The Southwestern Historical Quarterly, Volume 55, July 1951 - April, 1952 Page: 155
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country has sampled many a governmental technique. Despite
its share of many military dictatorships it has also experimented
with semiparliamentary government. As a colony and independ-
ent nation, it has tried monarchy, empire, federation, and rep-
This area study in government contains chapters with a de-
scription of the country and a brief outline of its history fol-
lowed by a more detailed study of the Honduran constitutions,
legal systems in general, and the present political system. A final
chapter of conclusions, an appendix containing the constitution
of 1936 and a reference list of the Honduran presidents from
1824 to 1949, a bibliography, an index, and numerous maps and
illustrations complete the volume.
Although the governmental system described is authoritarian
in character, a surprisingly extensive personal freedom is enjoyed
by the average Honduran. The author notes the Honduran ap-
preciation of the freedom and dignity of man as well as the
"structure and the functioning" of his government. This same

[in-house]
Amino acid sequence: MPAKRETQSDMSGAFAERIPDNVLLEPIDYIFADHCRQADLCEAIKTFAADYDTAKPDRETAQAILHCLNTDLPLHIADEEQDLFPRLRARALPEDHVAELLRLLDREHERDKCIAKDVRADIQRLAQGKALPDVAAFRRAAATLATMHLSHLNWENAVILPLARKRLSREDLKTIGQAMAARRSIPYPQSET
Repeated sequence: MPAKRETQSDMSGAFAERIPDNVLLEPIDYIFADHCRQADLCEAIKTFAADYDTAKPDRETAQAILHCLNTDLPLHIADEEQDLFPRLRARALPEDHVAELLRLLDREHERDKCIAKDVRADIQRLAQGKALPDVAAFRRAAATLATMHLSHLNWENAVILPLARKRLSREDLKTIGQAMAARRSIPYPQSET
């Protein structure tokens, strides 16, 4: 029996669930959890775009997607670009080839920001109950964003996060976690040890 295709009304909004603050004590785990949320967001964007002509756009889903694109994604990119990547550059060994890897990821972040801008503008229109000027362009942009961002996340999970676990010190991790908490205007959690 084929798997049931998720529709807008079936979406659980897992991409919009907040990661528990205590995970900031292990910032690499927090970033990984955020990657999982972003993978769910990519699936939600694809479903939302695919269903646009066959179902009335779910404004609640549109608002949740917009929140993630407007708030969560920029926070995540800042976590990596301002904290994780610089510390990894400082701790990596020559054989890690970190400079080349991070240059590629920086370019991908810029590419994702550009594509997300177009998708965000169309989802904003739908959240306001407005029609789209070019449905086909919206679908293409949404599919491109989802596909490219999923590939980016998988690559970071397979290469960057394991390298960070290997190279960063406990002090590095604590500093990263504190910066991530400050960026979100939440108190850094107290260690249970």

quality of personalism may be found in Honduran political
Ever since the establishment of the republic in the 182o's, so-
called political parties have existed in Honduras. Yet if one
insists that an "effective guiding philosophy" is necessary for
a political party, then Honduras has never had one. Parties such
as reds, greens, blues, liberal, and conservative are no more than
factions which "were mostly armed bands owing blind obedience
to a caudillo." Of the two important ones now in existence, the
Nationalist is dominant in the state and is the first one to advo-
cate that no political party has the right to start a civil war
because of a lost election. This thesis became of practical impor-
tance when the party recognized defeat in the 1928 election and
failed to resort to violence as an alternative means to political
In the past, elections in Honduras have been usually fraudulent
and bloody, but there has at least been relative peace in the
country since 1933. Hondurans have been conditioned to admire
the leader of decisive strength and action, and an analysis of
Honduran governmental institutions seems to indicate that the
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Texas State Historical Association. The Southwestern Historical Quarterly, Volume 55, July 1951 - April, 1952, periodical, 1952; Austin, Texas. (texashistory.unt.edu/ark:/67531/metapth101139/m1/179/: accessed November 20, 2017), University of North Texas Libraries, The Portal to Texas History, texashistory.unt.edu; crediting Texas State Historical Association.